Thursday, 17 July 2014

Saving Blighted Potatoes

Posted by Rosie

Some of the potatoes at Eco-Gites of Lenault have blight.  In all likelihood the rest of them will be suffering from it in a very short period of time as it is a disease that spreads very quickly.


Blighted potatoes

Blight, a disease that brought famine and mass emigration to Ireland and can reduce a crop of potatoes to a pile of black slime in no time at all.  Blight is NOT a nice disease to have.  However it is not the end of the potato crop and if you act soon enough you can save your potatoes.  The trick is to be vigilant and act as soon as the blight hits. In fact act before blight hits if you know it is in the area.  

The brown patch is the first sign of blight. Act now to save your crop.

 

Saving Blighted Potatoes


1. First cut off all the haulms (potato tops) and dispose of them, preferably by burning and never compost them.  
2.  Do nothing for 2 weeks, after which time you can dig up the potatoes removing any as you go along that that have the tell-tale black marks and smell of blight.   
3.  Allow the potatoes to dry, away from the veg patch, for a few hours or a day.
4.  After they have dried, carefully brush off any excess mud and check each potato.    
5.  Remove any potatoes that are damaged.  Eat these as soon as possible. Damage can include:

  • Spade/fork damage
  • Slug holes
  • Signs of blight (usually inedible)
  • Signs of any other sort of rot
  • Signs of fungal damage
  • Scabby skins

5.  Store all healthy looking potatoes in hessian/jute or thick paper sacks in a cool, dark and frost-free shed.
6.  Check the stored potatoes regularly for signs of blight.

I have used this method now for several years and have always managed to store the potatoes through to when we run out in late winter or early spring.  


Healthy Potato Tops ... but for how long?

So not the best week at Eco-Gites of Lenault but certainly not the end of the world.  How is your garden doing this week?   For more garden inspiration visit the How Does Your garden Grow linky with Annie at Manneskjur.

And for anyone who is still wondering what the mystery plant was I showed last week - it was an Aubergine plant!


Manneskjur

22 comments :

  1. Oh my goodness another great post i must pin great advice #HDYGG

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  2. Sorry to hear about your blight :( I'm going to grow potatoes next year so I'm bookmarking this advice just in case. Hope you the potatoes you can salvage are tasty.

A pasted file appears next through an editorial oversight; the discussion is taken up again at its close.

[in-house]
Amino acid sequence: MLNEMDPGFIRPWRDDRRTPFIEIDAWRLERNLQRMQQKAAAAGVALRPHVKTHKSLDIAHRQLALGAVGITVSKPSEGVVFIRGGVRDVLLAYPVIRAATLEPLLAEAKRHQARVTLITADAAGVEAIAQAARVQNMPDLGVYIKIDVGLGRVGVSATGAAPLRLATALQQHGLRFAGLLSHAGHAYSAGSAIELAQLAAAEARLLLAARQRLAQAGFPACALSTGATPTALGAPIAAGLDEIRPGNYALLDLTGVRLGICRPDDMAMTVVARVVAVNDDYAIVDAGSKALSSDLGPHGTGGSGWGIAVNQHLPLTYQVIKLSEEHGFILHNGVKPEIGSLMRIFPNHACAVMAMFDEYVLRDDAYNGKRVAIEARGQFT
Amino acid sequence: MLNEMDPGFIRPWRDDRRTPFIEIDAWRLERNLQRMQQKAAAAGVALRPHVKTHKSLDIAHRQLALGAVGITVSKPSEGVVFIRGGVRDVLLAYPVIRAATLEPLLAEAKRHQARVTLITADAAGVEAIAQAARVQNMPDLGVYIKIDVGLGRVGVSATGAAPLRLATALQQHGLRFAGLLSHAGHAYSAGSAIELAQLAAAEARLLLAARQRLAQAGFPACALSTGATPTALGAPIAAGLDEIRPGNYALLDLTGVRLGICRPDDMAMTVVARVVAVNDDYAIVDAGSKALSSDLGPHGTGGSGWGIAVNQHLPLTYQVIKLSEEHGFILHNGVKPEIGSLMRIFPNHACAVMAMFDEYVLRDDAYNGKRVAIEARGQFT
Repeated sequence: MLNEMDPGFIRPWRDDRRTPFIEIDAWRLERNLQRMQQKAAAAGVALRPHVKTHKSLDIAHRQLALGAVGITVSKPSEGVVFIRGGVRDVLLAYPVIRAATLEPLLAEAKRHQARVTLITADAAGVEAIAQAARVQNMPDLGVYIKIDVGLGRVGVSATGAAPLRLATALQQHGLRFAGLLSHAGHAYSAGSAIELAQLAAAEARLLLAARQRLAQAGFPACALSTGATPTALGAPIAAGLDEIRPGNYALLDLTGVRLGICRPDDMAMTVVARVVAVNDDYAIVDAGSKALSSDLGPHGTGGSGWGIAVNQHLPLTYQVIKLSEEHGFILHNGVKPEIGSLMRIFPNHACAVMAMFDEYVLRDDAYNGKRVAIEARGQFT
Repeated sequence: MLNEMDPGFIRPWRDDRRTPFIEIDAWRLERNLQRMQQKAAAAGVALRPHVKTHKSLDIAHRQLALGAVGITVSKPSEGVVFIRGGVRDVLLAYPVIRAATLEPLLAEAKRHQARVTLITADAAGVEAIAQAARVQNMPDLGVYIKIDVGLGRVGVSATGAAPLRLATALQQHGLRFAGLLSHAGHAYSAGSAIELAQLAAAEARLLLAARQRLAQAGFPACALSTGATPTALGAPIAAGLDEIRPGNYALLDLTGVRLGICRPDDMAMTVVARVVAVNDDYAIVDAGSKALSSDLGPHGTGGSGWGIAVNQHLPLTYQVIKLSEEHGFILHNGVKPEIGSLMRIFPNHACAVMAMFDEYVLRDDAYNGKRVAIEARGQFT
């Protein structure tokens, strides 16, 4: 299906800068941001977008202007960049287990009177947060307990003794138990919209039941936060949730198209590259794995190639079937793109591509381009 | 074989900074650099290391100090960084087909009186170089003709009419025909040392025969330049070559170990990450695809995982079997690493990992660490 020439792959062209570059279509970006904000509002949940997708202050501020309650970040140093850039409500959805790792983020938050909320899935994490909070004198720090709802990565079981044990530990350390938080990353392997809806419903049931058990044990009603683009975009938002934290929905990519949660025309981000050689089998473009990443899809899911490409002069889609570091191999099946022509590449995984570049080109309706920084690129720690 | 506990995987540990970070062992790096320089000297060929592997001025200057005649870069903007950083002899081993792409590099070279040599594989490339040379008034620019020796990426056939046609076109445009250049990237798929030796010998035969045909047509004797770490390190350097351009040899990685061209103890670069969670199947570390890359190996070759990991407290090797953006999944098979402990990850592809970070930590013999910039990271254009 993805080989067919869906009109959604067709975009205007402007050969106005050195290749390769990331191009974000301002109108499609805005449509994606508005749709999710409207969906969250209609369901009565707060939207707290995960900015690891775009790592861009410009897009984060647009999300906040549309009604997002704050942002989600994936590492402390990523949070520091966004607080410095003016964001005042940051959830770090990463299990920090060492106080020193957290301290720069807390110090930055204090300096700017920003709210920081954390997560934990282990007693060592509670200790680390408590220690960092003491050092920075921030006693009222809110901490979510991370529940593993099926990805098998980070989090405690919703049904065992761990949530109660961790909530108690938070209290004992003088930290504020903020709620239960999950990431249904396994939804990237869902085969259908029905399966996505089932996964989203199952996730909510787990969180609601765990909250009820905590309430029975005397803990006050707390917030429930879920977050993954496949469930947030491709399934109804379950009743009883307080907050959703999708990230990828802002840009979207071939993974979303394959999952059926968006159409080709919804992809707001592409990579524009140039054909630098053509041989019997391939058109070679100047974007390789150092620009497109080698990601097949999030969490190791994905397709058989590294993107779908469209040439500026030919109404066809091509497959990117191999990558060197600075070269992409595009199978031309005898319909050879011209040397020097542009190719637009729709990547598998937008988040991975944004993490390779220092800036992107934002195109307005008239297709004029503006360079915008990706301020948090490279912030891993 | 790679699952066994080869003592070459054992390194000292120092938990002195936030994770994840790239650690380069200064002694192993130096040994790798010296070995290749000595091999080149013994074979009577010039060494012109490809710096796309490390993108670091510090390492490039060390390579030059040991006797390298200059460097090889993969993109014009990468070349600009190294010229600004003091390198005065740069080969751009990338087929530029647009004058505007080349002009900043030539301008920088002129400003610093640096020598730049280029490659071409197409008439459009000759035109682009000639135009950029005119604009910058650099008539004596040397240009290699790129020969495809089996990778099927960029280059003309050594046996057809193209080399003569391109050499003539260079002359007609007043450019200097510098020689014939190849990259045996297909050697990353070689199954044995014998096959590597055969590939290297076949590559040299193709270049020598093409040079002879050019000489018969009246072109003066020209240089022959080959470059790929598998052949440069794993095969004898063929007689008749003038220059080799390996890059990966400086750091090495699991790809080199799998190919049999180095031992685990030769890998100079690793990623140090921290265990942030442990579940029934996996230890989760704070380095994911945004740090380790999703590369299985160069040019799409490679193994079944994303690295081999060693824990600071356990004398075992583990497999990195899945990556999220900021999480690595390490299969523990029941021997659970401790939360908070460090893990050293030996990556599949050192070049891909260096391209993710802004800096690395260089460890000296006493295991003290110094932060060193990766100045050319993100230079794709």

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    1. We tend to get blight every year and it's is a case of how early or late! You can spray against it (which I don't like doing) and also grow more resistant varieties but I like the ones I grow which are sadly not resistant.

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  3. this was so insightful!! i had never even heard of bllight. sorry you had to deal with it but sounds like you are a pro!

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    1. It is the disease that killed the potatoe plants in Ireland between 1845 and 1852 leading to the Great Famine. Many farmers only grew potatoes after being advised to do so and when the crops were decimated, famine and mass emigration followed. Now we know more about it but it is still a major problem and I expect to get it every year.

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  4. sorry to hear your spuds have the lurgy. hope your tomatoes are ok.

    I don't subscribe to the waiting part, but dig and wash the spuds straight away - has worked for me

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    1. The one year I tried that method I lost the lot but every other year I have used this method - maybe Devon blight is different from Normandy blight! I generally find the tomatoes get blight later on too, but it only badly affects the leaves and most of the fruits survive if I keep picking regularly.

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  5. We have blight here as well :(


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    1. Do you use t his method to save the tubers?

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  6. Truly awesome what you are doing. It must be an extraordinary life. I have to admit that I am totally clueless, Rosie, when it comes to gardening ... I seem to kill anything green - flowers, plants ... a beautiful tree we were given for our balcony ... :(
    I think you got me hooked!
    HUGS <3

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    1. Aww - I would be really pleased if my blogging could get you growing!

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  7. Oh no, great advice but how rubbish it has affected your crop

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    1. We get it every year - it's a case of when rather than if.

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  8. Amazing info! While reading this I feel the hurried feeling! like you have to move or lose them. Thanks for sharing. #hdygg

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    1. You do have to be quick but if you are you can usually save most of the crop. Vigilance is the key.

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  9. Oh no, I hope you get rid of the blight soon x #HDYGG

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    1. We cannot get rid of it once it hits and we get it every year - but acting quickly should ave most of the spuds.

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  10. thanks for the information! every little bit of knowledge passed along helps in this gardening journey.

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    1. Hopefully you will never get blight so will never have to use this particular piece of gardening information!

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